Cutting the table on a Scintillator is probably no different to any machine that has the mast height and angle availability to cut at 0 degrees to the lap. Just set the quill to zero, move the mast assembly in towards the lap usually as far as it will travel. I holding the dop or stone as close as possible to the lap while applying a little pressure against the stop to hold the quill at zero and lowering the mast slightly downward to the spinning lap works best for me. It can be a little bit like the game of twistor with your arms and hands a bit. I typically do not have much material to remove to cut in the tables in or to realign the temp table if needed. This also means if any of star facets need some fudging the dop hasn't been removed where keyed dops on the other machines it is not an issue here. In the pic the dop setup is from the Jang with a custom adapter to work in the poly.

Attachment:
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 Post subject: Re: Preforming tips_Use a cabbing wheel or the lap
PostPosted: Sun Nov 08, 2020 10:44 pm 
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The key to the Facetron is to get it properly dialed in which is really easy. Then it is a matter of learning to properly use the dial indicator. It will be very accurate then. It is valuable to set up the machine to use it as a soft stop/hard stop combo to avoid any flex in the machine. properly used the dial indicator and protractor are used as measuring devices, not used to set angles or cutting depths. It works very fast like that.

My machine has some custom modifications that provide additional flexibility and precision. This includes the ability to cut at partial indexes. My 96 Index gear actually has 192 indexes.

I have some other custom Facetron machines for special purposes as well. One is a real hard stop style machine. Once you set the angle and depth you can just cut to the stop. No flex, very accurate, very fast. I use it for runs of calibrated stones. For single stone cutting the standard machine is actually faster.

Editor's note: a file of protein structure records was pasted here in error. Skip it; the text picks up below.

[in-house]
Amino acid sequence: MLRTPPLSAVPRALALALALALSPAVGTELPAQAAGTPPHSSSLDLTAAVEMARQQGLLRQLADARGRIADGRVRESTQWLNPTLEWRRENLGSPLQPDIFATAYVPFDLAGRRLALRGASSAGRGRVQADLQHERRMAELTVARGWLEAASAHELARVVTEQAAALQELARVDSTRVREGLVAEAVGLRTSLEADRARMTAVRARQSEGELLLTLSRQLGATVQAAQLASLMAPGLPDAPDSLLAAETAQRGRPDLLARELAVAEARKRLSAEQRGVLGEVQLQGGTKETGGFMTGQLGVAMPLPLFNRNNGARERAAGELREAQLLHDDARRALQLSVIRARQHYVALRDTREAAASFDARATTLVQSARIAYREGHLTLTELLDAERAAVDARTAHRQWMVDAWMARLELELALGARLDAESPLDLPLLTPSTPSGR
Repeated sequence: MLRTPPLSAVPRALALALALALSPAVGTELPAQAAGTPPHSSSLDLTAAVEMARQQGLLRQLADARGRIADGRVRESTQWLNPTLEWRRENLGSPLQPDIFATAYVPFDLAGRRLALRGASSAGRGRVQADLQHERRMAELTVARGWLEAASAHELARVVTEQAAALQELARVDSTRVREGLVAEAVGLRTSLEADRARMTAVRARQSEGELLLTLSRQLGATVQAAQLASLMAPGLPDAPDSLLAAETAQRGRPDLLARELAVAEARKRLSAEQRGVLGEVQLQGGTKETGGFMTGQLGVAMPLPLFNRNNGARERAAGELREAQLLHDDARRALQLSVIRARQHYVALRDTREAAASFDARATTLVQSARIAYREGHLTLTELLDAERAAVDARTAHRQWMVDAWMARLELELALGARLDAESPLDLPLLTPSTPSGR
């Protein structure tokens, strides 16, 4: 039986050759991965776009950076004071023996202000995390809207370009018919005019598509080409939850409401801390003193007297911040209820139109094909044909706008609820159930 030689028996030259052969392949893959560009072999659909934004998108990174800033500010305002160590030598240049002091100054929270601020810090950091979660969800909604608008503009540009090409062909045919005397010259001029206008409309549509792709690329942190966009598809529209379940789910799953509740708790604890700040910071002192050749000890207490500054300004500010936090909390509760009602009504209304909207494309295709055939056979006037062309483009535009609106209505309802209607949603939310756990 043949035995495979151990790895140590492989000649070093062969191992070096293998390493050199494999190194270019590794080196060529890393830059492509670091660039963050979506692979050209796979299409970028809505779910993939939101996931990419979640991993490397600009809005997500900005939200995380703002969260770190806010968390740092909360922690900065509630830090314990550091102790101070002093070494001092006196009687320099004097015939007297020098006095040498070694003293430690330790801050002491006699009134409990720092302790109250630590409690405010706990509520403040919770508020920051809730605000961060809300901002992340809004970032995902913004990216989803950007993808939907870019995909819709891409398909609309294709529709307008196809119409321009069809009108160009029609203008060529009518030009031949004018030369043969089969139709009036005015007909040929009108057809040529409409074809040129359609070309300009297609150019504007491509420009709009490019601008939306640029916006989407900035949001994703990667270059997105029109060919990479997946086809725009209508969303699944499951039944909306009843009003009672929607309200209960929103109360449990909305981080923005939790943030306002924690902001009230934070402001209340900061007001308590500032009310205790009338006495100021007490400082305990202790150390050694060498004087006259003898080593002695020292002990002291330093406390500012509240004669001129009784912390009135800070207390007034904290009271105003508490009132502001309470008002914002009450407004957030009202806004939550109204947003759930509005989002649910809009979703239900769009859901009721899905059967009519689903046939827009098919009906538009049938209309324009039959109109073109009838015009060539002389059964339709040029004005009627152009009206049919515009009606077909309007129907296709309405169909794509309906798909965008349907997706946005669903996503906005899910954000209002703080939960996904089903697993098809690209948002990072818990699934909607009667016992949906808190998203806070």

below are some of my custom Facetron machines and accessories.


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 Post subject: Re: Preforming tips_Use a cabbing wheel or the lap
PostPosted: Mon Nov 09, 2020 12:55 am 
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Steve, is that a motorized girdling performer out front in the pic? Very nice tool toys!

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 Post subject: Re: Preforming tips_Use a cabbing wheel or the lap
PostPosted: Mon Nov 09, 2020 11:04 am 
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Greg,

Yes it is the performer. It is currently running with the Graves motor. But Jeff gave me a special motor and switch to install in the base. That has adjustable speed and direction so I should just install it. It has adjustable L/W ( genius way of doing this with a fulcrum) , and height adjustments to control size. Just put the dop in, turn it on and take the stone out when it stops cutting. Accurate to within 0.05 mm.